Jim Marchbank, Science North

It was true, by the end of Day 2, I had enjoyed it all in equal measure. Then along came Umberto Crenca, keynote speaker for Day 3, with his story of the revitalisation of central Providence into an arts and entertainment district. Bert’s story, ramped up in passionate style, blew us all away. The session on the lessons in collaboration learned from the Christchurch earthquakes was similarly inspiring.

As with all conferences some of the most valuable things afforded by MA12 were the opportunities to catch up with people, take a break from our own institutional timetable, and gain a view of what is going on in the wider museum world. For me MA12 also achieved what it set out to do, providing some valuable examples of, and showing some of the lessons learned from, collaboration in practice.

Peter Read
Otago Settlers Museum

Reflections on MA12 – Andrea Hemmins

Over the next few days we will be posting some reflections from people about their experiences at MA12, starting today with Andrea Hemmins from The Kauri Museum.

Collaboration For Success while Maintaining Integrity

The Museums Aotearoa 2012 conference theme of collaboration was very timely and encouraging. With challenging times for Museums and Galleries now and ahead, keynote speakers were positive, realistic and some truly inspiring. The sharing and exchange of ideas and experiences was enhanced by being in Wellington, and at Te Papa, the heart of New Zealand’s culture and heritage. There was a mutual awareness of the current financial challenges and how adaptions can be made to overcome pressures facing most GLAM sector institutions.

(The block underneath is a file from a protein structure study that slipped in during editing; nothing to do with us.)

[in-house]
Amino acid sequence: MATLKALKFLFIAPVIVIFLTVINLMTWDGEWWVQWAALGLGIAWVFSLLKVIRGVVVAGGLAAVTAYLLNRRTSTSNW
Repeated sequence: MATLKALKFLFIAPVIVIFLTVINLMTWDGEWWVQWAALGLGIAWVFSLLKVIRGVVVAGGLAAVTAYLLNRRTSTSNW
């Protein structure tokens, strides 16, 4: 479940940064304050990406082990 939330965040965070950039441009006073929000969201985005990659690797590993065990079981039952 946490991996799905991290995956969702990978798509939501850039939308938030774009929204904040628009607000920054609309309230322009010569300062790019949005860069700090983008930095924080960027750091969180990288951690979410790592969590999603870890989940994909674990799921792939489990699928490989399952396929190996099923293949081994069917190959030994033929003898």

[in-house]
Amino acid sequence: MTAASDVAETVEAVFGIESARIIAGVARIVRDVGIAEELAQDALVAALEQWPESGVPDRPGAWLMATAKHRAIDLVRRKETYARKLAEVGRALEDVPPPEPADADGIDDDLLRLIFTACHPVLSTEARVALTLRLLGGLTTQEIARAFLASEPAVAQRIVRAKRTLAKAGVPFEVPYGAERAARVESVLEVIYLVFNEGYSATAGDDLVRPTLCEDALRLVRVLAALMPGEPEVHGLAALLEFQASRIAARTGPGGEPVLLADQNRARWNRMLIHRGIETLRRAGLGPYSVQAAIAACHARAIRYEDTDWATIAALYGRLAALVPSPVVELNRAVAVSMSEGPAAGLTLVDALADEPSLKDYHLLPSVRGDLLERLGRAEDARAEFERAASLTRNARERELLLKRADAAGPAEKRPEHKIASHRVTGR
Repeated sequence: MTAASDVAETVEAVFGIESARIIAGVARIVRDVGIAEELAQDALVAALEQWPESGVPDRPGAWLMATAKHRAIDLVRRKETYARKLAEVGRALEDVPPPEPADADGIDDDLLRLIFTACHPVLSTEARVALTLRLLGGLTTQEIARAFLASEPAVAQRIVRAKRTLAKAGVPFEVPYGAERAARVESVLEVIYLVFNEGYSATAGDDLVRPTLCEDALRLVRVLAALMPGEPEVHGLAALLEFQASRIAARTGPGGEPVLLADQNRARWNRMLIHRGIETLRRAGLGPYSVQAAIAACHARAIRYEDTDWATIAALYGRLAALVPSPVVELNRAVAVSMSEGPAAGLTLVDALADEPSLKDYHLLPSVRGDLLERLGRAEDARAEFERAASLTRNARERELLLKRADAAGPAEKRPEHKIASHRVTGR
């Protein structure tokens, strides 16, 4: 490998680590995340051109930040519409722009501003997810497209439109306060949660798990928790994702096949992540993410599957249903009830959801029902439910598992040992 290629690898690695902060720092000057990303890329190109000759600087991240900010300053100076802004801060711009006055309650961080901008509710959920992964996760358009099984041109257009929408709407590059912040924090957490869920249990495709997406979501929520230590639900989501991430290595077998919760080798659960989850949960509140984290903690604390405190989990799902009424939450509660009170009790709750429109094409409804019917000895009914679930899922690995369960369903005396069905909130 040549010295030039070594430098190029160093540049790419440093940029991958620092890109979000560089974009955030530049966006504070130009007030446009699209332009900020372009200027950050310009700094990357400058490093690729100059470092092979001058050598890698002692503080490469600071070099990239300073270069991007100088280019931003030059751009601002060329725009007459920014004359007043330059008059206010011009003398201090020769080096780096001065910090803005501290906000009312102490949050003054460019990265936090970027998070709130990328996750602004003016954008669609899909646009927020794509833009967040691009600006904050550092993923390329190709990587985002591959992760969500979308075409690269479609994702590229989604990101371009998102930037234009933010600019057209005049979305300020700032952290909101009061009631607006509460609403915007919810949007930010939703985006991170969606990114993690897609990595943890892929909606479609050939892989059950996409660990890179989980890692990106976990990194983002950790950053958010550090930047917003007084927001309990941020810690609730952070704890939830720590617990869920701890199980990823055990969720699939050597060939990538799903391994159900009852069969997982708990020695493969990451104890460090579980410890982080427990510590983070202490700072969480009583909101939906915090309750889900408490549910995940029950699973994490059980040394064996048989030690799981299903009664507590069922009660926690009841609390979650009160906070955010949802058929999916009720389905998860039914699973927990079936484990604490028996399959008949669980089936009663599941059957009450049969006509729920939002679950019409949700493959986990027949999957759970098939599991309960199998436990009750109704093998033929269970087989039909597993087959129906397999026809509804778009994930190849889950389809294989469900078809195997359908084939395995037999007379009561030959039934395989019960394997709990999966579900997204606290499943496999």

The view from Te Papa

This was highlighted and reinforced by the Stick it to the Man campaign. A bold and honest move by Te Papa to urge the public to have their say about Te Papa today and Te Papa tomorrow. A simple but very effective campaign where a life-sized cut out of Director Michael Houlihan invites visitors to stick a ‘post it’ with their opinion on various walls throughout the galleries. The day before the conference a few ‘post its’ graced the walls, by Friday layers of colourful opinions and ideas sprung fourth and became part of the Te Papa experience. A clever method of empowering New Zealanders with a voice about their/our Te Papa; and most importantly creating a feeling of coming together for the greater good. Also an example of how the visitor can participate as collaborator. This all done at a time when media announcements were being made about budget cuts and limitations.